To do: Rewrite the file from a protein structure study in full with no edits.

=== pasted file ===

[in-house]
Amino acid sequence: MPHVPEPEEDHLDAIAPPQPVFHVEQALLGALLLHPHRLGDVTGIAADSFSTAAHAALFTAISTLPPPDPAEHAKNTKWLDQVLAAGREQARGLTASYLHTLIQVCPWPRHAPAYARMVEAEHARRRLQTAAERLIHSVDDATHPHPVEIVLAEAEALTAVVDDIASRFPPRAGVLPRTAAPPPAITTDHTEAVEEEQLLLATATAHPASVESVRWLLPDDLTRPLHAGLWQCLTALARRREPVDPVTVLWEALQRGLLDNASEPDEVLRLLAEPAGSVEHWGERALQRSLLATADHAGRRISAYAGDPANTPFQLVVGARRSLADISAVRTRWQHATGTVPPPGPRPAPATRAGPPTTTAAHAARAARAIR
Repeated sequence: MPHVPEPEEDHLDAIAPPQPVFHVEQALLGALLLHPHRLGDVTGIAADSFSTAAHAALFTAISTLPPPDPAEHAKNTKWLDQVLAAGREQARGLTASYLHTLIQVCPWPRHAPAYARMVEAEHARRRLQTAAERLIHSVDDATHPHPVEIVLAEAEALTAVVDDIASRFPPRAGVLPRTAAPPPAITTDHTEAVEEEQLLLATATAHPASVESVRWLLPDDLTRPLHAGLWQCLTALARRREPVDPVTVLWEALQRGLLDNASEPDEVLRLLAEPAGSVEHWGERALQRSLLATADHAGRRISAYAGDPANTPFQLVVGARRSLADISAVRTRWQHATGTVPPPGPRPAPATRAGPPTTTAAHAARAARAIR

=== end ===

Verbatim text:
[in-house]
Amino acid sequence: MPHVPEPEEDHLDAIAPPQPVFHVEQALLGALLLHPHRLGDVTGIAADSFSTAAHAALFTAISTLPPPDPAEHAKNTKWLDQVLAAGREQARGLTASYLHTLIQVCPWPRHAPAYARMVEAEHARRRLQTAAERLIHSVDDATHPHPVEIVLAEAEALTAVVDDIASRFPPRAGVLPRTAAPPPAITTDHTEAVEEEQLLLATATAHPASVESVRWLLPDDLTRPLHAGLWQCLTALARRREPVDPVTVLWEALQRGLLDNASEPDEVLRLLAEPAGSVEHWGERALQRSLLATADHAGRRISAYAGDPANTPFQLVVGARRSLADISAVRTRWQHATGTVPPPGPRPAPATRAGPPTTTAAHAARAARAIR
Repeated sequence: MPHVPEPEEDHLDAIAPPQPVFHVEQALLGALLLHPHRLGDVTGIAADSFSTAAHAALFTAISTLPPPDPAEHAKNTKWLDQVLAAGREQARGLTASYLHTLIQVCPWPRHAPAYARMVEAEHARRRLQTAAERLIHSVDDATHPHPVEIVLAEAEALTAVVDDIASRFPPRAGVLPRTAAPPPAITTDHTEAVEEEQLLLATATAHPASVESVRWLLPDDLTRPLHAGLWQCLTALARRREPVDPVTVLWEALQRGLLDNASEPDEVLRLLAEPAGSVEHWGERALQRSLLATADHAGRRISAYAGDPANTPFQLVVGARRSLADISAVRTRWQHATGTVPPPGPRPAPATRAGPPTTTAAHAARAARAIR